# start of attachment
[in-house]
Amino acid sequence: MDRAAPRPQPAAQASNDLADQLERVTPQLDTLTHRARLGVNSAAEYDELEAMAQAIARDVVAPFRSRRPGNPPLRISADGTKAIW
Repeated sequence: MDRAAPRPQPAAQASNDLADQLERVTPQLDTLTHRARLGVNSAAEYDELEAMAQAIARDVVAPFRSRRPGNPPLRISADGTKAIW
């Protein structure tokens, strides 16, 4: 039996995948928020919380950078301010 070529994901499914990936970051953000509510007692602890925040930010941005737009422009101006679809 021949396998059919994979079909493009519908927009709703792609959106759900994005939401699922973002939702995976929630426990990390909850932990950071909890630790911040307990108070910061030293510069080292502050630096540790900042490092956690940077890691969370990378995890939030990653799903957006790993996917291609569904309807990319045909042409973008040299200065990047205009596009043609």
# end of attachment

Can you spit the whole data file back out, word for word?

[in-house]
Amino acid sequence: MDRAAPRPQPAAQASNDLADQLERVTPQLDTLTHRARLGVNSAAEYDELEAMAQAIARDVVAPFRSRRPGNPPLRISADGTKAIW
Repeated sequence: MDRAAPRPQPAAQASNDLADQLERVTPQLDTLTHRARLGVNSAAEYDELEAMAQAIARDVVAPFRSRRPGNPPLRISADGTKAIW
């Protein structure tokens, strides 16, 4: 039996995948928020919380950078301010 070529994901499914990936970051953000509510007692602890925040930010941005737009422009101006679809 021949396998059919994979079909493009519908927009709703792609959106759900994005939401699922973002939702995976929630426990990390909850932990950071909890630790911040307990108070910061030293510069080292502050630096540790900042490092956690940077890691969370990378995890939030990653799903957006790993996917291609569904309807990319045909042409973008040299200065990047205009596009043609």